In addition to causing mental and emotional distress, untreated mental illnesses can have a significant impact on physical health. Multiple studies indicate that high levels of cortisol that the body produces as a response to long-term stress increase an individual’s level of bad cholesterol, blood sugar, and blood pressure. These are all common risk factors of heart disease, which is the leading cause of death in military veterans.
Why Veterans Suffer So Disproportionately from Suicide?
Untreated mental illness may also lead to suicide, the second leading cause of death among veterans. In comparison, among civilians, suicide is the 10th leading cause of death.
What explains this health disparity as well as the others?
“Many veterans went into the military due to having a very strong purpose to serve their country,” Dr. Ananda said. “This purpose is so strong they are willing to give their lives to this purpose. When combat veterans are no longer serving that purpose, they have a greater chance of suicide, as a major risk factor for this is feeling a lack of purpose and meaning in one’s life.”
While mental health care services are important for anyone, they are especially critical for those who have experienced dangerous, high-stress situations like combat. Sadly, however, it’s often the case that “when veterans return from serving, they lack enough support and services to help them with the transition home,” according to Dr. Ananda. “When there is lack of support for this transition, veterans become disconnected from their communities, families, and friends, which leaves them vulnerable to suicide.”
Seeking Help While Serving in the Armed Forces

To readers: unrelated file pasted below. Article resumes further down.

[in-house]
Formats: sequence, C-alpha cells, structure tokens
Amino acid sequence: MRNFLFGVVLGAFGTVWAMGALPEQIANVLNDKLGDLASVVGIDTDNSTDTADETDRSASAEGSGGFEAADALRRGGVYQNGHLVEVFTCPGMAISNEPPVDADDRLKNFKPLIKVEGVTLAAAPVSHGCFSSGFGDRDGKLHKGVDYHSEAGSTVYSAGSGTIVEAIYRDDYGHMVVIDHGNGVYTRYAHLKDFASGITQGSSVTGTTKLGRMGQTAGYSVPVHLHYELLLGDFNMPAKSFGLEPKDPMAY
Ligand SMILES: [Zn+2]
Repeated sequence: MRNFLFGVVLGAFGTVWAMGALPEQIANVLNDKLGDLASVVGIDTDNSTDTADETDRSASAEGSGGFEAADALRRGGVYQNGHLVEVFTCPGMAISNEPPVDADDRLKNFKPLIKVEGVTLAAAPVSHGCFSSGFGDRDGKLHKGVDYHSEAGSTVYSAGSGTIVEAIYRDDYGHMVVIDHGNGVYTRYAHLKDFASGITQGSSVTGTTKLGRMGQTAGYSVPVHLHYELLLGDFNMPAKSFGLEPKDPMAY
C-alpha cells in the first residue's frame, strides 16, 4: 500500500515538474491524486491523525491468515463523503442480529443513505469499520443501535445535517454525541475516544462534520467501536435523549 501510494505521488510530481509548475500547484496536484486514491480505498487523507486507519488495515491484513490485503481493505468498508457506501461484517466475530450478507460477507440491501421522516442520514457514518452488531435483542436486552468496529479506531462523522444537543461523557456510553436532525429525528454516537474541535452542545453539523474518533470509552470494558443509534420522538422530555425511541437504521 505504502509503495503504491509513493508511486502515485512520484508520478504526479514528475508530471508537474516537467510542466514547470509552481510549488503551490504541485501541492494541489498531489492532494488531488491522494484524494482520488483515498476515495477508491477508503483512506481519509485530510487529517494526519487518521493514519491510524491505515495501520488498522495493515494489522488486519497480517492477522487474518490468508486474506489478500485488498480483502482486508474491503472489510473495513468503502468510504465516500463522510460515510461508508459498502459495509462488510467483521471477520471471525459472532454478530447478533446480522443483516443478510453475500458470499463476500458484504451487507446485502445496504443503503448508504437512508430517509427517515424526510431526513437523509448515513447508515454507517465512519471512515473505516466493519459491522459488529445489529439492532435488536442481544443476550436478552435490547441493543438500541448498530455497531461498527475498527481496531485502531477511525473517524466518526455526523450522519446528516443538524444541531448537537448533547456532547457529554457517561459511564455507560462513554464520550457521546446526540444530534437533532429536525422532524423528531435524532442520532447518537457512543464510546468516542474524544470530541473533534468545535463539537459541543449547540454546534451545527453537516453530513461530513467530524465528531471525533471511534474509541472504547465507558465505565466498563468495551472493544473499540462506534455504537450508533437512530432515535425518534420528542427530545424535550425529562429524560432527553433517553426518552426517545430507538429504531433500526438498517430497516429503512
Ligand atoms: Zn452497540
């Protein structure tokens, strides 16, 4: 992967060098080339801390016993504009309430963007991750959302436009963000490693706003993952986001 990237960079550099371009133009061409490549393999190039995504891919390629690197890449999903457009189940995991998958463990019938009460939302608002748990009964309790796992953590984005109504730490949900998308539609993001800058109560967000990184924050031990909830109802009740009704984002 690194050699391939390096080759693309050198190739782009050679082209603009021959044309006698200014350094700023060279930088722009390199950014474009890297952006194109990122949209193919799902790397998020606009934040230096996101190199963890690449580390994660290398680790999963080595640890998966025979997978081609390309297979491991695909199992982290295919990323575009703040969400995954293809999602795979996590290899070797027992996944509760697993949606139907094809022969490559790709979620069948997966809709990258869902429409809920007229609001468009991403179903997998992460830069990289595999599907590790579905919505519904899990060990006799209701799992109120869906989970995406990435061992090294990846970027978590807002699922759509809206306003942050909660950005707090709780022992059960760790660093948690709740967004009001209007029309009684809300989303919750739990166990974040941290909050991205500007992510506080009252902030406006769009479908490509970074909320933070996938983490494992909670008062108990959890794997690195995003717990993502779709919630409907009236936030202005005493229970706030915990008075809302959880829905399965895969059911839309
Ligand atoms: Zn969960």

Unfortunately, many armed forces personnel who would benefit from mental health services are unable or reluctant to seek them out. The reasons for this are complex and unique to the person with the mental illness. However, there are a few common roadblocks faced by many soldiers and veterans that prevent them from getting the help they need.
Roadblocks to Seeking Help in the Armed Forces
Perceived Public Stigma
The very nature of military culture—including the desire to handle one’s own problems without “burdening” someone else—is among the biggest roadblocks that keep military personnel and veterans from receiving mental health care services. Many who would benefit from counseling or medication therapy for mental illnesses like depression or anxiety don’t seek out care because doing so seems shameful and they’re afraid that others will see them as weak.
Minimizing the Need for Help
Military service members are trained to be independent and to put their job in front of their own needs. As admirable as that is, that “me-last” mentality may be a key reason that so many don’t seek mental health services. For an individual that has served in combat and has perhaps seen friends lose limbs or even die in the line of duty, it may be difficult to recognize that they need and deserve access to mental health care services, even though they may have survived combat seemingly unscathed.